Moving certificates from GoDaddy to Let's Encrypt

Hi
Our SSL certificates currently provided by GoDaddy will expire in just under 3 months.

I want us to use Let's Encrypt ( certbot ) instead.

I don't want to wait until the certificates actually expired, but I tried a while ago to use certbot but it failed.

I can only think that the reason for the failure was because the certificates were still active at GoDaddy.

I guess my question is: Could I start the Let's Encrypt certificates BEFORE my currently active certificates expire?

I would like to change over without a loss in service , if possible.

Our domain is NOT registered by GoDaddy, ONLY the certificates are.

Kind Regards
Gerrit le Roux
Springboard ASA Ltd.

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Hi @gerritl

no, that's not relevant. You can have and use different certificates from different CAs.

And please share your complete setup - domain name, command, output, error.

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Hi @gerritl and welcome to the LE community forum :slight_smile:

In short, yes.

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Welcome to the Let's Encrypt Community :slightly_smiling_face:

Do you host your website with GoDaddy? Do you have root access? Do you use cPanel?

Depending upon the answers to these questions, I might have a much better/easier/faster option than certbot.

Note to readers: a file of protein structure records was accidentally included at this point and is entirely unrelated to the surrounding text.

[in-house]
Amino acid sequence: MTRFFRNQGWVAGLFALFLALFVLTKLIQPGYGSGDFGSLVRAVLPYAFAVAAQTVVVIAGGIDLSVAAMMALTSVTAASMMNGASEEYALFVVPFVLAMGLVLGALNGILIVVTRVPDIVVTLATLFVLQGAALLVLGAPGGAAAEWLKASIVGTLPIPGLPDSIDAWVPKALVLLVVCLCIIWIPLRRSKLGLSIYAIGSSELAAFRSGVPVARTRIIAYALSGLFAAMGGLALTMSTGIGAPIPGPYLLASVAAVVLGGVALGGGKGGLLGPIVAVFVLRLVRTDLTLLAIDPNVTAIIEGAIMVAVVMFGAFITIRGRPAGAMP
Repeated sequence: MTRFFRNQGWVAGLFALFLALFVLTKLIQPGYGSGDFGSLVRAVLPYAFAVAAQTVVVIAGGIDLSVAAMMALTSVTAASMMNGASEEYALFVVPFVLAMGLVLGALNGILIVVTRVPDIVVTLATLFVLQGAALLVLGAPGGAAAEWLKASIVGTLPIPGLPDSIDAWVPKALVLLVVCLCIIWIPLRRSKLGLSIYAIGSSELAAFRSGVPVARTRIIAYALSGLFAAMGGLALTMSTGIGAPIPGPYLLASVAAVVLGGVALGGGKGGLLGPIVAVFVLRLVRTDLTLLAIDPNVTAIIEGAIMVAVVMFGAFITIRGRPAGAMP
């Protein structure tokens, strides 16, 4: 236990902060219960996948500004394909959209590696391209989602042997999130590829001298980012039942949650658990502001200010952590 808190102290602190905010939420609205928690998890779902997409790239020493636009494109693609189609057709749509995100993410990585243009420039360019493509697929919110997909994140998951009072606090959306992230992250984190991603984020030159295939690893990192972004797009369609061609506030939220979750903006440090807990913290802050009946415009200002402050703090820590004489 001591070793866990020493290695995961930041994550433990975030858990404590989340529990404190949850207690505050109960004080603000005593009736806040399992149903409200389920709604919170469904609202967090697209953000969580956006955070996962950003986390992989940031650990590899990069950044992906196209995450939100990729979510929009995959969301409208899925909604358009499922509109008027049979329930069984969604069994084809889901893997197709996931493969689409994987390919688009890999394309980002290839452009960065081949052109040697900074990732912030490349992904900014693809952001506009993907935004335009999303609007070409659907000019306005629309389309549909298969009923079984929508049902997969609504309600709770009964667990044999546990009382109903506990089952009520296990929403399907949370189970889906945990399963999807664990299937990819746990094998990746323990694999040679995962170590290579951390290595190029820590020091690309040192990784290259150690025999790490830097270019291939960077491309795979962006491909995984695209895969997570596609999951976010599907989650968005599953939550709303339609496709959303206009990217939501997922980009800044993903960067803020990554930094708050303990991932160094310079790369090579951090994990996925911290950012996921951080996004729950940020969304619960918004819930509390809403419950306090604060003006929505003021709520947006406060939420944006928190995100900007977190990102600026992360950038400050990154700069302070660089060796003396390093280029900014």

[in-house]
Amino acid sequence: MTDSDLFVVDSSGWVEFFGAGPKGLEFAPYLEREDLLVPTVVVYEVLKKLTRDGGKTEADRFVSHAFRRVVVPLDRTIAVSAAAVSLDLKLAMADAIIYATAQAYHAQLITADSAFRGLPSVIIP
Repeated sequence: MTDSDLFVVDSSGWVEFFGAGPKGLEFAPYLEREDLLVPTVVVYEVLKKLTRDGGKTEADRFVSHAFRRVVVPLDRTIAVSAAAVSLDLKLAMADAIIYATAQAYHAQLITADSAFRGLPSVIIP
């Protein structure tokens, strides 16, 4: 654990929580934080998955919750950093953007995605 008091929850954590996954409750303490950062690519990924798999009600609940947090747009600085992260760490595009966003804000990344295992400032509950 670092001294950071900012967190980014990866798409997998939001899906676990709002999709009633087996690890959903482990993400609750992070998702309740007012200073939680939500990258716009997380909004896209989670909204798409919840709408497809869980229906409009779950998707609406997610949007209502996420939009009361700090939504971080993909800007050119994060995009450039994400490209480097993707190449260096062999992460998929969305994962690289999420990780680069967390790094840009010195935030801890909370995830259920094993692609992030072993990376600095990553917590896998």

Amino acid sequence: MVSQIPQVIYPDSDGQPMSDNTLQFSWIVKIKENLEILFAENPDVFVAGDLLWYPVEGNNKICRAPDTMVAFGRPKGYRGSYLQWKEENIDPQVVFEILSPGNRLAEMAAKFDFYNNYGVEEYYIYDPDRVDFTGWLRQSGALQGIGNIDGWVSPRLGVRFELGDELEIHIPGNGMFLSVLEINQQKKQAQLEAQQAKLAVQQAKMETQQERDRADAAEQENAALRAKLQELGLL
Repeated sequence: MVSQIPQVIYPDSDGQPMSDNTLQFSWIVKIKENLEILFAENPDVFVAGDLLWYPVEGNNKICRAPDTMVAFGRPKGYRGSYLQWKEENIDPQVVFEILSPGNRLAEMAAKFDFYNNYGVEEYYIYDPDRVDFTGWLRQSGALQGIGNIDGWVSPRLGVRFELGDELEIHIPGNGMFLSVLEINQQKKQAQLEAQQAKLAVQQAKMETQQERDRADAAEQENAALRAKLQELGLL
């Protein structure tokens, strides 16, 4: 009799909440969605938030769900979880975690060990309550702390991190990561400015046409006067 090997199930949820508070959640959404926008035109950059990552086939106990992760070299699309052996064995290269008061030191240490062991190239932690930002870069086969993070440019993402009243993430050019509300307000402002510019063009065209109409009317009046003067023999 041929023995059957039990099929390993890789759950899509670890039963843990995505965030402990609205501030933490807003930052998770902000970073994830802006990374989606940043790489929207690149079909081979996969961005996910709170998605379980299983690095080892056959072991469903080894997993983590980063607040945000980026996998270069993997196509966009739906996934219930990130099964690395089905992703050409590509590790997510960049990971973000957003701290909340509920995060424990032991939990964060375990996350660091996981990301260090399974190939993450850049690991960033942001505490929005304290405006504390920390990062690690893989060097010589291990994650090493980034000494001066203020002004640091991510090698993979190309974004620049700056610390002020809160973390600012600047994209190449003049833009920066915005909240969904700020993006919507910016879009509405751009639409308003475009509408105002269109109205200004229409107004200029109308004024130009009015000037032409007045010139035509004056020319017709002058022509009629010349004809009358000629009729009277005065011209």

2 Likes

Hi, I ran the "certbot" command, trying to generate / use a certificate:

certbot --apache -d ourdomain.com

I got an error saying that there are no IP addresses linked to this Domain

My question is:

Do I run this command for my entire Domain , or must I include the server name:
certbot --apache -d myserver.ourdomain.com
?

I was also confused about this when creating the virtual host Apache config file,
where the Server is actually pointing to the Domain, as we had a certificate with Godaddy, that covered all servers in the Domain.

I shall post all my details, I just first want to know whether I should use FQDN name or, just the Domain name

Kind regards
Gerrit le Roux

You want the certificate to include the hostnames what the users will type into the address bar of their browsers. (When speaking about HTTP, if we are talking about mail protocols such as IMAP or SMTP, the certificate needs to include the hostnames the users will type into their mail client at the "server hostname" [or equivalent] option and also to include the hostname in the MX record of the domain.)